There was a broad range of participants, with representation from the healthcare, education, environment, police and crime, and financial sectors.
In terms of key challenges, it was mentioned that the BYOD policy within one organisation in response to the pandemic had presented challenges, as employees did not want their personal activity to be traced. Hybrid working was mentioned, with one organisation moving to the public cloud, one rolling out wireless connections in its workspaces, and others painting a more complex picture of their estate. Other challenges included leveraging data, keeping on top of the talent pipeline, stressing the importance of assured and sufficient resources for IT departments, particularly during cyber attacks, and driving automation while maintaining governance.
Gaining end user support for new solutions
Darren noted that in enacting organisational change, he had to clearly communicate the need for different ways of working, set relevant goals and essentially give employees no choice but to use the technology. Employees were rewarded for proactively identifying problems and looking for patterns in data. They were also given reassurance that automation does not replace the need for IT teams; instead, it drives down manual labour and helps teams to apply their skill sets where they are most needed.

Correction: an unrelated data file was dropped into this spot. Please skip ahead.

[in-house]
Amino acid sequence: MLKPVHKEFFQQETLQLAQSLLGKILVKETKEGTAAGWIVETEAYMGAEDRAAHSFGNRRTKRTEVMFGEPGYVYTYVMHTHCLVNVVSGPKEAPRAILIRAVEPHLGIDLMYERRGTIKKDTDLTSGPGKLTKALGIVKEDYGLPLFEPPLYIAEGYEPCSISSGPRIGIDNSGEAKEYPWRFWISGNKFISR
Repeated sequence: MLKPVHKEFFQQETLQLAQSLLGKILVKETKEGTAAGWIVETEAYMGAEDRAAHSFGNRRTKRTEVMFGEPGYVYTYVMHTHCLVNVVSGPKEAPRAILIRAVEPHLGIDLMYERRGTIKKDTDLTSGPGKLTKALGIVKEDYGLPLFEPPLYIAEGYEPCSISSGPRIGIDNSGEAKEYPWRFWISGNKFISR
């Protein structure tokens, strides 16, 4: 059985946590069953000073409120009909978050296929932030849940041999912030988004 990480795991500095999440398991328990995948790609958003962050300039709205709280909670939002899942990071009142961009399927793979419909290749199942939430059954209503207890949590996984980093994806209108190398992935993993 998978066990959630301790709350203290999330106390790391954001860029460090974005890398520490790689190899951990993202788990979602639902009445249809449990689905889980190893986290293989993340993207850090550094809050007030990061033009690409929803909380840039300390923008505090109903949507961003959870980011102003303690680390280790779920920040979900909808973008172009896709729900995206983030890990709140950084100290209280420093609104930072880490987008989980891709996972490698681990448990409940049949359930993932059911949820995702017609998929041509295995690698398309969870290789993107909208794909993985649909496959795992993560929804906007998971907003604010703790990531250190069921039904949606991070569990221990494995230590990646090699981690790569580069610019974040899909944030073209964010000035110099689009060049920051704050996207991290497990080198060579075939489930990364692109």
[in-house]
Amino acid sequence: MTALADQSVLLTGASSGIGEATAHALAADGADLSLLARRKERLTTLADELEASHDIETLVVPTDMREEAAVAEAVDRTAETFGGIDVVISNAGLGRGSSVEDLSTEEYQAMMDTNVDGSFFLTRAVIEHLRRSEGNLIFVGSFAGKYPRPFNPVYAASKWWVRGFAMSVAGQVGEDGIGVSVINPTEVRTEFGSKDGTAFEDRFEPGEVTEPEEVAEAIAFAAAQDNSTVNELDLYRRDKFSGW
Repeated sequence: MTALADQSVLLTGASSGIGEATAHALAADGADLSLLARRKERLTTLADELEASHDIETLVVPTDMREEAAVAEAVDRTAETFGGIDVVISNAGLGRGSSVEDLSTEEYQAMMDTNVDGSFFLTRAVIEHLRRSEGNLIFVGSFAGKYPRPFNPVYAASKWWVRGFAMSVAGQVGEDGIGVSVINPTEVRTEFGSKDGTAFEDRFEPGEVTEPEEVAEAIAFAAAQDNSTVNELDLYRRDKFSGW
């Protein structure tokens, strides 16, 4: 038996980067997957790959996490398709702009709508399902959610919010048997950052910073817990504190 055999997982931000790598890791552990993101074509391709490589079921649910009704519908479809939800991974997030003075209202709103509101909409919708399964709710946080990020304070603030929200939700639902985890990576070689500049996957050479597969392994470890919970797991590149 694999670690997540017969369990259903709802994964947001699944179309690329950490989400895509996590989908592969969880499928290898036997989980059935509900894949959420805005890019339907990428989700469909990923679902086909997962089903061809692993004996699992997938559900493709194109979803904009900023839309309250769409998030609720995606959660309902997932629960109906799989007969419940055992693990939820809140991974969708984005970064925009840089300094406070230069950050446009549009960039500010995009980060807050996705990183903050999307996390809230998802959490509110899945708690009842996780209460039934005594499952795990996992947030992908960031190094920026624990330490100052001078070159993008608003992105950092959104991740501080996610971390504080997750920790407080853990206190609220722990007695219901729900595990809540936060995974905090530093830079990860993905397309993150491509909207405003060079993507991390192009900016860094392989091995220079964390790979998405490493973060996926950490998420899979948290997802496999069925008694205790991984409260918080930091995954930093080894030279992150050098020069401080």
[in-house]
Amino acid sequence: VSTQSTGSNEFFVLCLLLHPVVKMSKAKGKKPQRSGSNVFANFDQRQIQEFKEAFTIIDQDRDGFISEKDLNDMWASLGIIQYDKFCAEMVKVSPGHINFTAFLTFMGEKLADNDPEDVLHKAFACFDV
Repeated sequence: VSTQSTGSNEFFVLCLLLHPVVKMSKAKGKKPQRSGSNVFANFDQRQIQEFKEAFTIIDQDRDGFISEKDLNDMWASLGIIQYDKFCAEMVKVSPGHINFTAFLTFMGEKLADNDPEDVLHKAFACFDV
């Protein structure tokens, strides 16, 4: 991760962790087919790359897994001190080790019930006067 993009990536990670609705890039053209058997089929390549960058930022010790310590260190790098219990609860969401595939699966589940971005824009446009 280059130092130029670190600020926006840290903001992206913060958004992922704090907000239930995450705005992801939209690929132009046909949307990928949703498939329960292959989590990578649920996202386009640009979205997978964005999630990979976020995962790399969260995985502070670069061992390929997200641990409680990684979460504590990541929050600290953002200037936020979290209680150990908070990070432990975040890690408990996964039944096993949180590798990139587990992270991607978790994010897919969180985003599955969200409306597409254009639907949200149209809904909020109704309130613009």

As previously mentioned, it was decided that the company would set a target for proactive IT support tickets. In other words, the IT team were encouraged to proactively seek out IT problems before they arose, rather than waiting for requests to come in, which reflected a more traditional way of working. Initially, the incident log grew dramatically as the IT team looked under the hood and discovered previously hidden problems. However, once the team had dealt with the backlog of incidents, they were then able to start setting intelligent targets and achieve enhanced efficiencies.
Creating a centre of excellence
Martin raised the suggestion of having a centre of excellence where teams can submit use cases. This allows teams to analyse user feedback from people on the ground, and the use cases can be taken higher up in the business and used as evidence for investment cases.